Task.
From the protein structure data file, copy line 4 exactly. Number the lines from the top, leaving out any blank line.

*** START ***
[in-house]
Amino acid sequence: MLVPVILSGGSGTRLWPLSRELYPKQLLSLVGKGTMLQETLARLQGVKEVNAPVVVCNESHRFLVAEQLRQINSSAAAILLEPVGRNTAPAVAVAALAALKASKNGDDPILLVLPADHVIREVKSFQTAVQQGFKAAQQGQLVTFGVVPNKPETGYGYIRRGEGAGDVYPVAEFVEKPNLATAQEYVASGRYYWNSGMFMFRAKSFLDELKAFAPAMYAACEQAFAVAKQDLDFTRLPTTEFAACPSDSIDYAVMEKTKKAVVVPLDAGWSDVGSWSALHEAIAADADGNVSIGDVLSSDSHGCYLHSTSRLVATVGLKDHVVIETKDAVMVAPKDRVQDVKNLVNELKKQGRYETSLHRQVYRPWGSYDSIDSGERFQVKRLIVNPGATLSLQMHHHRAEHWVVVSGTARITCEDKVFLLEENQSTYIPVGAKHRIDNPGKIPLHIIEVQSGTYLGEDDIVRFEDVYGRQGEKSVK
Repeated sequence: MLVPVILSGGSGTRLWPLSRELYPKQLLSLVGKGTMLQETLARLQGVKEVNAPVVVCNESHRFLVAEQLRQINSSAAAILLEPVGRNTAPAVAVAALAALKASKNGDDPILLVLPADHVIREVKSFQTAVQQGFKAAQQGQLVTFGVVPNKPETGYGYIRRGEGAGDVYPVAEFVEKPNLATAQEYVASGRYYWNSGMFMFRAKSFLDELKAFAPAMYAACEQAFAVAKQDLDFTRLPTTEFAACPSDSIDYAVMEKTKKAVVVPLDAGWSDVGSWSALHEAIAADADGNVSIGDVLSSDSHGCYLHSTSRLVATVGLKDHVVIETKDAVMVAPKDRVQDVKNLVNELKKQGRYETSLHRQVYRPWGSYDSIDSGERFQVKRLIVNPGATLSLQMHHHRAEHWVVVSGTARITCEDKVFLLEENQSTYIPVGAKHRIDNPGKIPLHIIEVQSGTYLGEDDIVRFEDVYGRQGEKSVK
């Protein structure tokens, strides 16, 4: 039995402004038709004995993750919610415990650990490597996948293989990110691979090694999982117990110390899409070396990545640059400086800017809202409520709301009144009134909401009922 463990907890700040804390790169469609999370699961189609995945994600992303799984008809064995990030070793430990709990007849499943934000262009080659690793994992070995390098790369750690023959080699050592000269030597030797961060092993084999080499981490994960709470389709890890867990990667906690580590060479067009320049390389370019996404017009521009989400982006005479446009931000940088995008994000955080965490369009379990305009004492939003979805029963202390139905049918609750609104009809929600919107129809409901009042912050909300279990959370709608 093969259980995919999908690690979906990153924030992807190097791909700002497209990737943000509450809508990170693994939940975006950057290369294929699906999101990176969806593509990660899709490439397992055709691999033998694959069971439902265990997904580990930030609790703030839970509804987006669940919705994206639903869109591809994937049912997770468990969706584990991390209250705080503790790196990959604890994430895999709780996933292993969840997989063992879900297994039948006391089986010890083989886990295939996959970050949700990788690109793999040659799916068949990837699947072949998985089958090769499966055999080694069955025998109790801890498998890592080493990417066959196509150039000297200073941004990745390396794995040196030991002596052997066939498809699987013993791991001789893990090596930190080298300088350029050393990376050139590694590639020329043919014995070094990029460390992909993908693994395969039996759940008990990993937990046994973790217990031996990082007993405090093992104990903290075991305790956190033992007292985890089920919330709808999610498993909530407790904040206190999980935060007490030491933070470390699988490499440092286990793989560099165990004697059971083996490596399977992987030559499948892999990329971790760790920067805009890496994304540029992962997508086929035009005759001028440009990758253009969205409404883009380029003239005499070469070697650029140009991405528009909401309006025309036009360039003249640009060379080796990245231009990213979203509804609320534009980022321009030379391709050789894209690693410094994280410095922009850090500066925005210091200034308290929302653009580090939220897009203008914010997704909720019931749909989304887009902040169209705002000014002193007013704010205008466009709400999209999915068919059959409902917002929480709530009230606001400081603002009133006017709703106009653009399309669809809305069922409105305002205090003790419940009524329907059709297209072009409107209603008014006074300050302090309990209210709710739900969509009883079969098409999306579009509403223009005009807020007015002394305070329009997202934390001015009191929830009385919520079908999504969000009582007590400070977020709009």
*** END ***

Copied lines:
């Protein structure tokens, strides 16, 4: 039995402004038709004995993750919610415990650990490597996948293989990110691979090694999982117990110390899409070396990545640059400086800017809202409520709301009144009134909401009922 463990907890700040804390790169469609999370699961189609995945994600992303799984008809064995990030070793430990709990007849499943934000262009080659690793994992070995390098790369750690023959080699050592000269030597030797961060092993084999080499981490994960709470389709890890867990990667906690580590060479067009320049390389370019996404017009521009989400982006005479446009931000940088995008994000955080965490369009379990305009004492939003979805029963202390139905049918609750609104009809929600919107129809409901009042912050909300279990959370709608 093969259980995919999908690690979906990153924030992807190097791909700002497209990737943000509450809508990170693994939940975006950057290369294929699906999101990176969806593509990660899709490439397992055709691999033998694959069971439902265990997904580990930030609790703030839970509804987006669940919705994206639903869109591809994937049912997770468990969706584990991390209250705080503790790196990959604890994430895999709780996933292993969840997989063992879900297994039948006391089986010890083989886990295939996959970050949700990788690109793999040659799916068949990837699947072949998985089958090769499966055999080694069955025998109790801890498998890592080493990417066959196509150039000297200073941004990745390396794995040196030991002596052997066939498809699987013993791991001789893990090596930190080298300088350029050393990376050139590694590639020329043919014995070094990029460390992909993908693994395969039996759940008990990993937990046994973790217990031996990082007993405090093992104990903290075991305790956190033992007292985890089920919330709808999610498993909530407790904040206190999980935060007490030491933070470390699988490499440092286990793989560099165990004697059971083996490596399977992987030559499948892999990329971790760790920067805009890496994304540029992962997508086929035009005759001028440009990758253009969205409404883009380029003239005499070469070697650029140009991405528009909401309006025309036009360039003249640009060379080796990245231009990213979203509804609320534009980022321009030379391709050789894209690693410094994280410095922009850090500066925005210091200034308290929302653009580090939220897009203008914010997704909720019931749909989304887009902040169209705002000014002193007013704010205008466009709400999209999915068919059959409902917002929480709530009230606001400081603002009133006017709703106009653009399309669809809305069922409105305002205090003790419940009524329907059709297209072009409107209603008014006074300050302090309990209210709710739900969509009883079969098409999306579009509403223009005009807020007015002394305070329009997202934390001015009191929830009385919520079908999504969000009582007590400070977020709009």